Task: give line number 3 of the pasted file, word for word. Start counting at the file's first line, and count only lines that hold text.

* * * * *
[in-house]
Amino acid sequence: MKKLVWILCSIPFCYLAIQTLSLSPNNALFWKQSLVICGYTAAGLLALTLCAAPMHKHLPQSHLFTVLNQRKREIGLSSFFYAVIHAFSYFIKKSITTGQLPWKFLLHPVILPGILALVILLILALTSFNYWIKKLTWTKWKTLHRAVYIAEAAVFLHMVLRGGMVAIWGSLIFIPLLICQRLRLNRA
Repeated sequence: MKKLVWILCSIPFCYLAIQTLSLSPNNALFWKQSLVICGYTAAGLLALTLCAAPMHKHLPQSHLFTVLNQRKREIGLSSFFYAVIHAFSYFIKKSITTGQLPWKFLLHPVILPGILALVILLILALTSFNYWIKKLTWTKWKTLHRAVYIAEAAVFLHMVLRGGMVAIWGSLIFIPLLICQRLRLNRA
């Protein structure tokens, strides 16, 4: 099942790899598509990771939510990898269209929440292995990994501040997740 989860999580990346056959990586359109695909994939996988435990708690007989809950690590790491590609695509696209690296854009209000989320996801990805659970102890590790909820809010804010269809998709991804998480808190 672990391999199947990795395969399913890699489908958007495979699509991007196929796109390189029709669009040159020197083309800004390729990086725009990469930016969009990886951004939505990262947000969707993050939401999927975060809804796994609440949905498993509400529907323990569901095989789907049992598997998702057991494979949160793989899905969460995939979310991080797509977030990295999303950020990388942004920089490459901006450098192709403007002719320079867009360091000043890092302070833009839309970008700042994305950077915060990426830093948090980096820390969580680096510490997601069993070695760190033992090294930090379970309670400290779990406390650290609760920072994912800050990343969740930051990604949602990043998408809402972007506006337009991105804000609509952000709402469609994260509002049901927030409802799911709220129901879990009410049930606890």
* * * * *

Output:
Repeated sequence: MKKLVWILCSIPFCYLAIQTLSLSPNNALFWKQSLVICGYTAAGLLALTLCAAPMHKHLPQSHLFTVLNQRKREIGLSSFFYAVIHAFSYFIKKSITTGQLPWKFLLHPVILPGILALVILLILALTSFNYWIKKLTWTKWKTLHRAVYIAEAAVFLHMVLRGGMVAIWGSLIFIPLLICQRLRLNRA